Brother Sun, Sister Moon- A Stained Glass and Fused Glass Skylight

Brother Sun, Sister Moon color sketchThis project was an opportunity to combine several of my favorite elements into a one integrated design:  the relationship of the sun and moon; the beautiful colors and chill of fall; the alchemy of wine.  The skylight was commissioned to celebrate the birthday of the client’s husband.  She wanted a design that would incorporate some of the vibe from the movie Brother Sun, Sister Moon as a nod to their two children and would also incorporate a love for wine as her husband is a Master Sommelier.

Moon rake close-upBecause the panel will be viewed as a skylight and the dimensions are almost square, I decided to anchor the design on the diagonal.  It has a medieval almanac feel to it as the rays of the sun grow wider as the seasons move toward  summer.  Within the raked blue glass of the moon,  I kiln carved a flame and a soaring bird, calling to mind the light of Saint Claire and Saint Francis’ love for nature.


summer rake close-up“De cep en verre” (from the vine stalk to the glass) is a phrase I came across  while at a wine festival in Nolay, France.  This project offered the chance to explore the cycle of the vine in design.  The vine and leaves pass from spring to summer and on to fall ending with two glasses of wine in winter.  The leaves were created by raking glass with the hues to express the seasons.


ready to solder close-up fallI kept the leaves as circles to reinforce the cyclical nature of the seasons, the sun and moon, and the process of making wine. The outline of grape leaves are kiln carved into the back of the leaf circles.  The grape clusters were also created using raked blue, violet, plum and lavender glass with iridescent glass nuggets tack fused on the surface for depth.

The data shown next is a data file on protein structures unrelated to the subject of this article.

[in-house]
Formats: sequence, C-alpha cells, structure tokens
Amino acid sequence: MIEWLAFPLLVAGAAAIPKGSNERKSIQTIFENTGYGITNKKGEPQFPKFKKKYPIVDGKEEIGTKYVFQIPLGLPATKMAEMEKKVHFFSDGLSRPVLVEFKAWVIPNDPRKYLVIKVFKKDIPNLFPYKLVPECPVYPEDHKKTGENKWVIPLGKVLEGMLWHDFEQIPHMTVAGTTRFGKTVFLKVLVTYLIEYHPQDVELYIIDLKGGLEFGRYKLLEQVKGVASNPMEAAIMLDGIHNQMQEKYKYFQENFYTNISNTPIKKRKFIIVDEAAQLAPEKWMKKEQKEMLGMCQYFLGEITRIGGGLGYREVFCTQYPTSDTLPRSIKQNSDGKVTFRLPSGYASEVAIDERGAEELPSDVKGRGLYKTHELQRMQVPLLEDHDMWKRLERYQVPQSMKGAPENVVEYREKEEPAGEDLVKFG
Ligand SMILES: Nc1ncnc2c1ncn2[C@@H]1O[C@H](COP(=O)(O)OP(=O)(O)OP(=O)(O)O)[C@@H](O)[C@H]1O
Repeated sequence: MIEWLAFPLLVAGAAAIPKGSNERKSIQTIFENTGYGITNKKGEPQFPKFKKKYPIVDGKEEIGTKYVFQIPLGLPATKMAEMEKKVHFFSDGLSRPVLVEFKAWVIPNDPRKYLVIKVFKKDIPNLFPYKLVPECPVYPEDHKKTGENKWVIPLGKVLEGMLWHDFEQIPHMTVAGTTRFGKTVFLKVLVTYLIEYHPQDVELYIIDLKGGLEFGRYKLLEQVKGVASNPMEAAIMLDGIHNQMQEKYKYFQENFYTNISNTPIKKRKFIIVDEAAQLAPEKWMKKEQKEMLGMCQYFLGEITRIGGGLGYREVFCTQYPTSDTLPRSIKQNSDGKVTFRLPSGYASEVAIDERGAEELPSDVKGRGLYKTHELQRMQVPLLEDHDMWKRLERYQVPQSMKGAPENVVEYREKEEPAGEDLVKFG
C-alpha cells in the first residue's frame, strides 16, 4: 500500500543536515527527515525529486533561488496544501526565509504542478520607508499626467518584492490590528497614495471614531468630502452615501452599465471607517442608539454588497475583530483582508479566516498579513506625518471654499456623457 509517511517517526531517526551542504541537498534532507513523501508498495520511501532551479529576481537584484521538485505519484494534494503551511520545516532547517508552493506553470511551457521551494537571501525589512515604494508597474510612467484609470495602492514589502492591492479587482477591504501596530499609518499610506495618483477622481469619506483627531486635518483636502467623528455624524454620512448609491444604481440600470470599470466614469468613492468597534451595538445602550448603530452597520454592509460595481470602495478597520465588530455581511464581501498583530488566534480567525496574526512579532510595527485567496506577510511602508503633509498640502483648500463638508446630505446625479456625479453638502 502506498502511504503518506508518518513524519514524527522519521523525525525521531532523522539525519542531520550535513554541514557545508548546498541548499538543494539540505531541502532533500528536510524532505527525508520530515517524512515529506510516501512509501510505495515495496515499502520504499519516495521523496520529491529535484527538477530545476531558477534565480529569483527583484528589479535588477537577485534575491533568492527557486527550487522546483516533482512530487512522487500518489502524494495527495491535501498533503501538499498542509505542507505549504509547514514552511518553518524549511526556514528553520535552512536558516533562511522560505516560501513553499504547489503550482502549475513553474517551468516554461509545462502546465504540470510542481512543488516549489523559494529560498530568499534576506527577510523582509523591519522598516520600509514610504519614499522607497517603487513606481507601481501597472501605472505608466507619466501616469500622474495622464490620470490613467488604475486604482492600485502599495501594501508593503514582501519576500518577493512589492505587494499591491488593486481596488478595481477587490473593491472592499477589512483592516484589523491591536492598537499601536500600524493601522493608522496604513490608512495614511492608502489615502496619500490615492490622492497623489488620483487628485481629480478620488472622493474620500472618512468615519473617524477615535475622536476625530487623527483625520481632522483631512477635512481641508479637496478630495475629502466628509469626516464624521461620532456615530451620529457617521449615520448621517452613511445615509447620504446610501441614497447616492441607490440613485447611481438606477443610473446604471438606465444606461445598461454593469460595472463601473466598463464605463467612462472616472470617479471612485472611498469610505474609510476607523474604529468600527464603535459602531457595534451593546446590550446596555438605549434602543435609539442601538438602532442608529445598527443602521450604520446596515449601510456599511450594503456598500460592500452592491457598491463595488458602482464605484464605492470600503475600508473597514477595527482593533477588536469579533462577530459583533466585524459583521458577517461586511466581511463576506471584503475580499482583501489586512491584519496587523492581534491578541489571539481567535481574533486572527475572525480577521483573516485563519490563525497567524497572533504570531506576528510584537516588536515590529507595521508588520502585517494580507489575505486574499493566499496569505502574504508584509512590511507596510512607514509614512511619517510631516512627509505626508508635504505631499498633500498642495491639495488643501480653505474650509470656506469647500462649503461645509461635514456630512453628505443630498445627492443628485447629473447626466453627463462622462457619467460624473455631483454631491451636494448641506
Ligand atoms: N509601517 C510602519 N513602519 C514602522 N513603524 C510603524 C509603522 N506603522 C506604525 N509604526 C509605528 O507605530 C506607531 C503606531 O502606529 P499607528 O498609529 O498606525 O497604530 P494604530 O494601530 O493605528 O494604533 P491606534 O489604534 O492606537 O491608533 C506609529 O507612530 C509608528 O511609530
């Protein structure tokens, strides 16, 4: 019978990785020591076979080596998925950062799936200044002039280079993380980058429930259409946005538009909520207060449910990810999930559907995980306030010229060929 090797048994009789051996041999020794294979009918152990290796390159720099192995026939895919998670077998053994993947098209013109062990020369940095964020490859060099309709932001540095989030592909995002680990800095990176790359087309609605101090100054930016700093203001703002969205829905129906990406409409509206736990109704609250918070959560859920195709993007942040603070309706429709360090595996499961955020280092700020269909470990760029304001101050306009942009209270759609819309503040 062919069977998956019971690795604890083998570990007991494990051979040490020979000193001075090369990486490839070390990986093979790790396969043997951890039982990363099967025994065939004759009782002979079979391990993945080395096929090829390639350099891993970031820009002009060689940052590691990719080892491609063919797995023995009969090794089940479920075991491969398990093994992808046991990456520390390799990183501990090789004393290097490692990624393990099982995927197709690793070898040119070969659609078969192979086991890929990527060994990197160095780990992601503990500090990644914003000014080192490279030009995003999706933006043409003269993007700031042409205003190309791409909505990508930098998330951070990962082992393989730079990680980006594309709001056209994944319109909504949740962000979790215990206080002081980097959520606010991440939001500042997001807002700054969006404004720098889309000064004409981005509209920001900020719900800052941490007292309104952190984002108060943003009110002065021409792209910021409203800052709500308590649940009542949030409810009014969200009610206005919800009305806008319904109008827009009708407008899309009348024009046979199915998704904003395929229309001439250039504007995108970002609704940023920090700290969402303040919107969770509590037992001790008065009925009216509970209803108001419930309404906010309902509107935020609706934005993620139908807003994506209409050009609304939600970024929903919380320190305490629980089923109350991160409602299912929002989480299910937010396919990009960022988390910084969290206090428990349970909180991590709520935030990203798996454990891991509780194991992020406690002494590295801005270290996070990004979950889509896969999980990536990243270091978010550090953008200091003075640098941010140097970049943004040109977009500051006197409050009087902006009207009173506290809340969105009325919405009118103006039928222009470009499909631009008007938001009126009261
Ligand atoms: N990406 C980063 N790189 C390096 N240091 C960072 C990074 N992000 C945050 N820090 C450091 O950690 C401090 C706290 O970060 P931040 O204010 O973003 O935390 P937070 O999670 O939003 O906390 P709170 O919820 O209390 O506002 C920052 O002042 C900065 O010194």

Brother Sun, Sister Moon-finOnce all of the glass was cut, fused and wrapped in copper foil, I soldered the  panel, framed it and secured it with re-bar going both horizontally and vertically.  The panel will be suspended over people’s heads so it needed to be very stable.  It was crated and shipped to the client’s home where it arrived safely ready for installation.  She and her husband are both very pleased with the new addition to their home. Santé!

Michelle Caron

Cymru Am Byth – Wales Forever

Cymru Am Byth

Cymru Am Byth

close-up of the Welsh dragon panel

When I was asked to do this piece, my first thought was “too bad his wife isn’t from France.”  I am very familiar with the Welsh flag and I knew it would be a mighty challenge to do the Welsh dragon justice.  But the client’s wife is from Wales and how could I say no to such an opportunity.  I was hopeful that my idea to do the dragon with a mosaic-like approach would achieve the look I wanted.

I assembled the individual pieces of red glass in a somewhat irregular yet recognizable copy of the Welsh dragon using several red hues. I then added the background colors all on a clear piece of base glass. By damming the glass before firing, the glass pieces flowed into each other creating a fairly tight color array. I painted the detail onto the dragon using black glass enamel and fired the piece a second time.

Cymru panel with back light

I designed the border after symbols used for love spoons. In Wales, love spoons were carved by the groom and given to the bride on their wedding day. I chose the interlocking hearts, a version of the eternal knot, as it seemed a fitting expression of the client’s love for his wife. The red and green hearts with the connecting bands extend the colors of the Welsh flag.


I wanted this project to express the energy and pride of the Welsh flag and I feel that the combination of various reds and the slightly irregular shapes combined with the precision of the black outline accomplished this goal. Being of Welsh descent myself, it was an honor to do this project. Cymru am byth!

Michelle Caron